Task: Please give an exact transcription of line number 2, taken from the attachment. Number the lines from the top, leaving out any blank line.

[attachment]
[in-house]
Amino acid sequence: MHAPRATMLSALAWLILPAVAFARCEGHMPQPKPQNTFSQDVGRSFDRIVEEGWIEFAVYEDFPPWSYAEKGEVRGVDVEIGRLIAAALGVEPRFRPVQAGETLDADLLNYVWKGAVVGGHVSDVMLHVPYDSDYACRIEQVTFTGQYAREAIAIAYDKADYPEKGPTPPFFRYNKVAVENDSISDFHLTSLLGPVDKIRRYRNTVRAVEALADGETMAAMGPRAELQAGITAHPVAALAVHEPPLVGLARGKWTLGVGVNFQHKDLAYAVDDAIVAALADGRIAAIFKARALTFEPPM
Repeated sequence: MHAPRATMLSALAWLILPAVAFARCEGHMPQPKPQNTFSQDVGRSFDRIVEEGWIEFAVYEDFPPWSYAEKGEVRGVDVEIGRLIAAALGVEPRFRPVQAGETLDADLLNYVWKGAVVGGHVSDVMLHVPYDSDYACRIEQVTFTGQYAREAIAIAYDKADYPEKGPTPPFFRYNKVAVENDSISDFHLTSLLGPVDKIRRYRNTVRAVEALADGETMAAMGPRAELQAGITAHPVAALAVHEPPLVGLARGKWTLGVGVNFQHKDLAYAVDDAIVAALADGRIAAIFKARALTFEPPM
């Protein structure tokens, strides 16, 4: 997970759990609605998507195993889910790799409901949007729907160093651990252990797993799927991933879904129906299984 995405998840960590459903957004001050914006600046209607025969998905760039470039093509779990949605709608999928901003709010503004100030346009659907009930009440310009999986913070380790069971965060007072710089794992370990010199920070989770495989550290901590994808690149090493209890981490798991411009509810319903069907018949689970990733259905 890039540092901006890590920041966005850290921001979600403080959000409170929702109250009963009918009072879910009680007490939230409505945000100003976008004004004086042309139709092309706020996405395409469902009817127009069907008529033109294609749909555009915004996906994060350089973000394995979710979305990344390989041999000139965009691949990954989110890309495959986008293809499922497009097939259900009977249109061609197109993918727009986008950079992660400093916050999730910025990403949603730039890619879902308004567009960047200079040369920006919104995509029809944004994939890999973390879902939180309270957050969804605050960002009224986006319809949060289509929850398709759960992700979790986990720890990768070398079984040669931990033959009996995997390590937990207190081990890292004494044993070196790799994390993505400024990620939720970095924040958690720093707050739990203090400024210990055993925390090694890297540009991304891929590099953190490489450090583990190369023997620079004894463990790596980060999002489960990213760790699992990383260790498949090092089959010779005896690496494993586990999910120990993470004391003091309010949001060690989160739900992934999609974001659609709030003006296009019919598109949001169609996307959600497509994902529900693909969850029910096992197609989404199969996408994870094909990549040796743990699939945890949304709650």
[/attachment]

Amino acid sequence: MHAPRATMLSALAWLILPAVAFARCEGHMPQPKPQNTFSQDVGRSFDRIVEEGWIEFAVYEDFPPWSYAEKGEVRGVDVEIGRLIAAALGVEPRFRPVQAGETLDADLLNYVWKGAVVGGHVSDVMLHVPYDSDYACRIEQVTFTGQYAREAIAIAYDKADYPEKGPTPPFFRYNKVAVENDSISDFHLTSLLGPVDKIRRYRNTVRAVEALADGETMAAMGPRAELQAGITAHPVAALAVHEPPLVGLARGKWTLGVGVNFQHKDLAYAVDDAIVAALADGRIAAIFKARALTFEPPM